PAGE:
Volume 28 - Article 8 | Pages 229-258
How do immigrants fare during the downturn? Evidence from matching comparable natives
|Date received:||03 May 2012|
|Date published:||08 Feb 2013|
|Keywords:||job separations, longitudinal data, propensity score|
Background: This paper provides empirical evidence regarding the supposed vulnerability of immigrants to the recent economic downturn.
Objective: Our purpose is to understand whether immigrant workers are suffering more from the downturn and, if so, to disentangle whether this is related to being an immigrant or to specific characteristics that make immigrants different from natives.
Methods: We use longitudinal data from the Italian Labour Force Survey to compare immigrant and native workers, matched for observable personal, household, and job characteristics by propensity score methods.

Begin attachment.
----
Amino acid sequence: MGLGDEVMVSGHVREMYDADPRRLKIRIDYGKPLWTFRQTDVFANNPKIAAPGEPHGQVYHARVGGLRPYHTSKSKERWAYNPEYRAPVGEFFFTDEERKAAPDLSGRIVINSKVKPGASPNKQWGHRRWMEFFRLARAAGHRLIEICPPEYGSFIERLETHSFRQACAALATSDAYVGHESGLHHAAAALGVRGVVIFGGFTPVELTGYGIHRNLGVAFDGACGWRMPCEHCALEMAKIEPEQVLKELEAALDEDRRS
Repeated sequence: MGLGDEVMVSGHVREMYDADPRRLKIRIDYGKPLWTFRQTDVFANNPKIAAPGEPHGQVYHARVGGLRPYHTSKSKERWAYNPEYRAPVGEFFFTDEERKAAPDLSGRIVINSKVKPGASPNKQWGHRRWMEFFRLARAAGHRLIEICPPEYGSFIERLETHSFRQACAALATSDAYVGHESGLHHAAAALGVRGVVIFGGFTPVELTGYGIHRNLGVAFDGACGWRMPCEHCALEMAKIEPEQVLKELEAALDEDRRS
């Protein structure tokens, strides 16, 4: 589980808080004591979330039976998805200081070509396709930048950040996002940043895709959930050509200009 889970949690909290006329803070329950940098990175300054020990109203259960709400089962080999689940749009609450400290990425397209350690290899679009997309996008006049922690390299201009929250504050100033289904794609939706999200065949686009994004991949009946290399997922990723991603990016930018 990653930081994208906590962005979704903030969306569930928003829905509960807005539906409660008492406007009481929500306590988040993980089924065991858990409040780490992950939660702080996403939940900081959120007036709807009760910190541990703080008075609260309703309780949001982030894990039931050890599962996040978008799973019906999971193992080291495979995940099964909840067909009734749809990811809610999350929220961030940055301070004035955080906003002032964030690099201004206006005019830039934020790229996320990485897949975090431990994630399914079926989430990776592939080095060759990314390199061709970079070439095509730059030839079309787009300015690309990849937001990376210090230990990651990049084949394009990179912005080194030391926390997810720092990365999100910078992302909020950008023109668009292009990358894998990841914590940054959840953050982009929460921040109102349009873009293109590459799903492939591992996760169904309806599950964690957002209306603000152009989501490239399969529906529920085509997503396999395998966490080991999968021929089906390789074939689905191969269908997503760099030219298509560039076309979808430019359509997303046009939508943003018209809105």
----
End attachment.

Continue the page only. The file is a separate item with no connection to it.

Results: Immigrant workers face a higher probability of ending an ongoing employment spell because their characteristics are more likely associated with higher separation rates, while, when comparing similar workers, differences with natives disappear. In 2009 job separations increased for all male workers, but the impact was stronger for immigrants, mainly because of their characteristics. On the contrary, both groups of female workers showed a slightly lower probability of losing a job in 2009, so that observed differences remained the same before and after the downturn.
Conclusions: The impact of the downturn differs markedly by gender, with only male workers being affected. Among these, immigrants suffer more than natives, as their observable characteristics are more associated with losing a job. When comparing only comparable workers, immigrant status itself has no impact on separation rates.
Adriano Paggiaro - University of Padua, Italy
Similar articles in Demographic Research